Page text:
He freed the Israelites from Egyptian slavery, and He does not want us to be enslaved by self-imposed expectations. He wants us free of those things so we can live fully in His presence.
What are you most excited about today?
Jill loves to speak God’s truth to women and is currently preparing her speaking engagement calendar. She feels the enemy tries to make us believe that doing more is what gives us worth; that we are not allowed to fail and she wants to encourage women through her presentations.
She wants this generation of Esthers to feel motivated to use their God-given gifts. She wants them to see what they can do in their community and their world through His power.
What has been your biggest stumbling block in your relationship with God?
She admits that she has not always been open and honest with Him. She would check acts of spiritual discipline off the list without asking for His help in her struggles. She calls this “having my game face on.” It means that she is still trying to rely on her own power without taking it to Him.
What is the best advice you’ve ever received?
From her dad: “The answer is always ‘no’ unless you ask.” Opportunities will not arise unless you ask.
From her mother: “Leave the place better than you found it.” She believes it is important to leave the physical space and people around you better than you found it.
Who do you admire the most, other than a biblical figure, and why?
Her favorite author is Emily P. Freeman. She has written three books and has a podcast, “The Next Right Thing.” She is “all about finding space for your soul to breathe.” This is great for Jill, or the woman who likes to be busy, because Emily P. Freeman allows margin in your life. Her book “Grace for the Good Girl,” inspired Jill to step away from the try-hard life.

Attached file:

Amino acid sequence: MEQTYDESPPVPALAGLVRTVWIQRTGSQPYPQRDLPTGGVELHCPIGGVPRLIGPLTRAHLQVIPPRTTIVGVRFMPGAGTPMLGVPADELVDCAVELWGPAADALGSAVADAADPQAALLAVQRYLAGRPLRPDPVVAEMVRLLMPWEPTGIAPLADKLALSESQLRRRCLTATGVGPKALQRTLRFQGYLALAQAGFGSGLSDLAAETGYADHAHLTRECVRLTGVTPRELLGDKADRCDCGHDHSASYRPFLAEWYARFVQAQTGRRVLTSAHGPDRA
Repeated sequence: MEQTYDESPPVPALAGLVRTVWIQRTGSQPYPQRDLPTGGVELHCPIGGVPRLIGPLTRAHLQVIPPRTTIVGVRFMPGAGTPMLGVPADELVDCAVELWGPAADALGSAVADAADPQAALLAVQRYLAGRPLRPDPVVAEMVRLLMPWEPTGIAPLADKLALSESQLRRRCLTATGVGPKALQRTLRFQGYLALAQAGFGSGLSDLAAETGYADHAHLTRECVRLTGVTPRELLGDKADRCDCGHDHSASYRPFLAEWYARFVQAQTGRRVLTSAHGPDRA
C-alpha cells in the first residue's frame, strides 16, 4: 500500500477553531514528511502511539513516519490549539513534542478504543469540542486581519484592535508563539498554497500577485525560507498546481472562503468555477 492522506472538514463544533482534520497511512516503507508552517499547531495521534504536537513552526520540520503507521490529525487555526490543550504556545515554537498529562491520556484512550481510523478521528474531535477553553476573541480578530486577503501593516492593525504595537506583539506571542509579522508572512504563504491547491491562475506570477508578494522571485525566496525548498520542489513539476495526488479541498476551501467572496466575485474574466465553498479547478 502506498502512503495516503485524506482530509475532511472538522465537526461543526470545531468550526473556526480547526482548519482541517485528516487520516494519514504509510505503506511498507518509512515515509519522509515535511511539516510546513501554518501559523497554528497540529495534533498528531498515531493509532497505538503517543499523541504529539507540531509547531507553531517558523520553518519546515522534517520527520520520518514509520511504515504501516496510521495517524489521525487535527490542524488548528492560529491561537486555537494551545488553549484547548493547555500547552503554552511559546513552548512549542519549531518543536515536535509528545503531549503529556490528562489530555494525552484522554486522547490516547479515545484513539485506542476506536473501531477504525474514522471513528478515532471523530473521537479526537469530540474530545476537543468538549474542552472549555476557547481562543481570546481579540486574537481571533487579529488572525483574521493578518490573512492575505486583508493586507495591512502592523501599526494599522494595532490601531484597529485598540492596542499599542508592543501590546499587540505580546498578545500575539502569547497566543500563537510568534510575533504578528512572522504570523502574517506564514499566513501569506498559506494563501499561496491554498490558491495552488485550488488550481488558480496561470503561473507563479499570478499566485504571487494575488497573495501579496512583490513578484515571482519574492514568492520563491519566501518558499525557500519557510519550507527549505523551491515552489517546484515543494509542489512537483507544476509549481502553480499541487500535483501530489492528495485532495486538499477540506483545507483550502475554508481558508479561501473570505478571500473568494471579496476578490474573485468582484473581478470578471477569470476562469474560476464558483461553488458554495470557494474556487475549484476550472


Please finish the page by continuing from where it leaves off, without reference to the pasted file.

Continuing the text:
What is your favorite book and why?
“Grace for the Good Girl” mentioned above but also Mark Buchanan’s book “The Rest of God” which is about the Sabbath.
Check out Jill’s resources for our listeners! Her favorite books and podcasts that have helped her move away from the try-hard life can be found by texting “commonsense” (no space between the two words) to 444999. Jill will email you this list of helpful resources to get you on track from stepping away from the try-hard life.
What is your most effective relationship habit?
At the end of every month she writes a note to her daughters. She identifies the different habits and qualities that she has observed that are positive. This could include how they helped someone else or the way they put others ahead of themselves, how they have showed love.
The results of these letters are two-fold; it helps her daughters, but it also “changes the filter” through which Jill sees her daughters. She is more likely to focus on the good things that they do. She hopes to make a scrapbook of the notes to give to them when they are adults. It’s a collection of situations over the years that tells them who they are.
Jill wants you to know that God is crazy about you! He is so happy He made you. You’re a really good mom and be kind to yourself!
Jill’s blog: www.jillemccormick.com